The Liv EnviLiv takes the ideas Giant (Liv’s owner) debuted in the Propel aero-road racing bike and packages them a women’s specific bike. This bike is a rocket, and not just because it’s slippery and extremely responsive, but also because the disc brakes and its excellent handling provide riders confidence to carry extra speed around corners and down hills. It’s a tough bike to beat for the money too, with tons of technology, Shimano’s phenomenal Ultegra Di2 group, a power meter, and a tubeless ready carbon wheelset.

Inside the Bicycling office we’ve debated whether the Specialized Roubaix should be classified as an endurance bike or as a race bike. In the “It’s a race bike” column: Peter Sagan won the 2018 Paris-Roubaix this year on a Specialized Roubaix (a rim brake version, which is available to buy in very limited numbers) with stock geometry. In the “It’s an endurance bike” column, a more-upright position—our reviewer couldn’t get the bars low enough on our sample bike to mimic his preferred riding position—and longer chainstays and wheelbase (compared to a traditional race bike), for more stability. We haven’t settled this debate because the Robuaix is actually both bikes at once. It is a stiff, responsive, and sharp-steering bike, and it’s also extremely smooth and well mannered (but not TOO well mannered). If you’re looking for an endurance bike with the soul of a race bike, few blend both so seamlessly as the Roubaix.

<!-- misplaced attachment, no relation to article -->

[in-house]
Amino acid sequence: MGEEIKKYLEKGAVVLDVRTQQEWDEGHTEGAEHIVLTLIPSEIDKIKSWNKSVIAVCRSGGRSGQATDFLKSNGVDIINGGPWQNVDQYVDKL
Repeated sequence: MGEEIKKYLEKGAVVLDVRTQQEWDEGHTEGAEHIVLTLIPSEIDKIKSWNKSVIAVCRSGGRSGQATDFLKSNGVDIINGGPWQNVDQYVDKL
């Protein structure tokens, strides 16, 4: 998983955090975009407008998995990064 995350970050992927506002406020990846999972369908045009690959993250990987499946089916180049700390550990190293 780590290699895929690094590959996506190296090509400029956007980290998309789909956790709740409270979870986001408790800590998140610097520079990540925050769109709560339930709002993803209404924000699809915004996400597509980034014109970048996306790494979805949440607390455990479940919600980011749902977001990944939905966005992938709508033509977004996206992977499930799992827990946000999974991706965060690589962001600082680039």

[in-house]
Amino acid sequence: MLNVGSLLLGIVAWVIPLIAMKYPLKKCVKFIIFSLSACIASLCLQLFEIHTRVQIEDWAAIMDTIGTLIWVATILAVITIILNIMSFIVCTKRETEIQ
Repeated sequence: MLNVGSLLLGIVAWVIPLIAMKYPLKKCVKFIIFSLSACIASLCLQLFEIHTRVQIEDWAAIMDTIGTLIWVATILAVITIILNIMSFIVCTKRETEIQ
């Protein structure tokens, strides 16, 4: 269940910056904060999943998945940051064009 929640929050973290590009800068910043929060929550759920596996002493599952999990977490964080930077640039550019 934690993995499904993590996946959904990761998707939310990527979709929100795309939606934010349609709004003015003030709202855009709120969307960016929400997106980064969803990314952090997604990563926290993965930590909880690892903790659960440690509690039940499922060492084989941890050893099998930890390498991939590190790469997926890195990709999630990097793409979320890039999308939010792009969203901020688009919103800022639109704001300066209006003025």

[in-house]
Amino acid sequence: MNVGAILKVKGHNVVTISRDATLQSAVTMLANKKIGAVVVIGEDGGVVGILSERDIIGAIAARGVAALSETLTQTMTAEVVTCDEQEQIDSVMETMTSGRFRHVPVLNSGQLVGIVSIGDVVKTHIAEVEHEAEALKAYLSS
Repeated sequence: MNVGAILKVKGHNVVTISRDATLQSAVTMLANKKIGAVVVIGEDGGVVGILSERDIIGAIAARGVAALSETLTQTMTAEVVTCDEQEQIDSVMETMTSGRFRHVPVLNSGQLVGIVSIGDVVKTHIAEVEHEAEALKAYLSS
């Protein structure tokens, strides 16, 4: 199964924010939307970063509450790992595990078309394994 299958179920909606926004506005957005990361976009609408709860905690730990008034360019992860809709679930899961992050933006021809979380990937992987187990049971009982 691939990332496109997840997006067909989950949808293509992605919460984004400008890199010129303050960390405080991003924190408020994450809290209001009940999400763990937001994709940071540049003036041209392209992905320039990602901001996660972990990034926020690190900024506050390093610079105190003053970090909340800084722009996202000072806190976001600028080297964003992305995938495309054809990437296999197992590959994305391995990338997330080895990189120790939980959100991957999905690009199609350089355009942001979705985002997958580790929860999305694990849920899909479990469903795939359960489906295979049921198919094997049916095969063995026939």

While other brands' aero road bikes seem to get more radical looking and more integrated with every generation, the Venge has gone the opposite direction. In the evolution from it's second to third generation, the new Venge has become more staid looking, and some of the more challenging aspects of the bike's design have been eliminated. For example, you can change stem length on the new Venge without pulling the brake hoses and derailleur wires (swapping a stem on a second-gen Venge was a day's work )The new Venge is also compatible with any standard bar and stem (the old one wasn't). Remarkably, this aero road racing bike has clearance for up to 32mm tires.

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Economic Membrane Disc Air Diffuser

The Canyon Ultimate CF SLX is the company's lightest, stiffest, most road race oriented frame. It's the frame (in rim brake form) that Nairo Quintana rode to victory in stage 17 of this year's Tour de France. It features a short wheelbase, quick steering, explosive efficiency, and hidden aerodynamic tweaks, and is one of the benchmark road racing bikes on the market. It's also a better value than most high end road racing bikes, offering the same parts for less–often a lot less–than its competition, and it arrives at your house ready to build (the build is very easy). All that, and it easlily fits 32mm wide tires.

The C64 is the only Colnago carbon frame made in Italy. The tube and lug construction–with Colnago's signature Star shaping, claimed to provide more robust junctions–recalls the brand's steel bikes of the past, but this race frame's performance is modern. The frame is light, very stiff, and offers excellent feedback, and a delicious, velvety, ride. The C64's steering is neutral, not hyperactive, and more tuned to long rides over varied terrain than point and shoot sprints. Two geometries are offered: one is a fairly standard race bike fit, the other is a high-stack option for riders needing a more upright position.